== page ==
In recognition of the World Cup games, the following is an excerpt from our white paper, “The 2014 World Cup in Brazil: Examining Physical and Cyber Threats.”
The Wall Street Journal has dubbed Brazil as “The Social Media Capital of the Universe” due to the country’s record breaking social media usage. Brazilian citizens are naturally very connected and as the middle class expands, more people are going online and turning to social media. According to social analytics company Socialbakers, Facebook has some 65 million users in Brazil, making it by number of users the social media giant’s second largest market after the United States. An estimated 46 million Brazilians have home Internet access, with an impressive 97 percent using social media. Brazil’s hyper-social users especially like to chat, almost constantly, about TV shows, sports and the news.
Although broadband use is still sparse and expensive, mobile phones provide a much cheaper way for Brazilians to stay connected. Given the lack of diversity in mainstream media, social media has become a popular alternative for keeping up with the news and latest trends. In addition, World Cup organizers have vowed to provide free high-speed Wi-Fi throughout all 12 of the World Cup venues, which will likely increase social media usage within the venues themselves.
During large social movements such as the Arab Spring and revolution in Ukraine, popular social media sites such as Facebook and Twitter were used to communicate initial protest locations due to their ability to reach a maximum amount of viewers. However, concerns over suspected government monitoring have moved activists to utilize other platforms to disseminate more specific information, including push-to-talk messaging services like Zello, Voxer, and TiKL.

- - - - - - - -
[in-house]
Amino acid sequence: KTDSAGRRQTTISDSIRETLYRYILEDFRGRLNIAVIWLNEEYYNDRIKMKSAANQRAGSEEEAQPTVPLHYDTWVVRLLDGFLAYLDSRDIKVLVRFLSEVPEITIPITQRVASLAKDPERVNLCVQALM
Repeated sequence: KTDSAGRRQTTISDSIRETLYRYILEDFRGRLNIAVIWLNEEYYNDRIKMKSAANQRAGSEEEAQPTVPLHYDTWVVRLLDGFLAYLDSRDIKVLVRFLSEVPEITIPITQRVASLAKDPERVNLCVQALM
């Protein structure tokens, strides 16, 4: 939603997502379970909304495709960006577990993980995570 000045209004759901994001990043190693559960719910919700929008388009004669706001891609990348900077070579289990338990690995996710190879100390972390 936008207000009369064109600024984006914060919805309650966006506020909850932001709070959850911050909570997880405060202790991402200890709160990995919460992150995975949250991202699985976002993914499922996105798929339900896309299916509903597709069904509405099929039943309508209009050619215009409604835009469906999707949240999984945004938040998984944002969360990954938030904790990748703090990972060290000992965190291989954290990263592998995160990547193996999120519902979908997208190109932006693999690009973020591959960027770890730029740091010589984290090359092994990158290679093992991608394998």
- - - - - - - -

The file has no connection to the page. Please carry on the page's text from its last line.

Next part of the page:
The push-to-talk messaging service Zello allows individuals to communicate to one another walkie-talkie style via a simple broadband connection. The app interface looks like a button on a phone which when pressed enables users to speak to people on a particular channel. The channels can be as small as two people or as big as hundreds of thousands. In fact, the largest Zello channel in Venezuela is approximately 450,000, but only 600 individuals can be active on a channel at one time.
The most popular mobile messaging app in Brazil is the recent Facebook acquisition Whatsapp, with more than 45 million active users and a 72 percent market share. The growth of Whatsapp in Brazil is so large that in April 2014, company CEO Jan Koum stated “the message growth rate in Brazil — it’s not like a hockey stick, it’s like a vertical line.” The cross-platform instant messaging subscription service for smartphones uses the Internet for communication and thus does not send messages by the more generally used SMS (Short Message Service). In addition to text messaging, users can send each other images, video and audio media messages, as well as their location, using integrated mapping features.
Social media in Brazil has also enabled the phenomena of “Rolezinho” or “little outings.” These occur when a flash mob of youth, often from poor neighborhoods, converge on a location or event such as a shopping mall or public building and disrupt normal activities such as shopping, traffic flow, or public access.
If you have a vested interest in the World Cup or Brazil, we invite you to download a copy of the full report.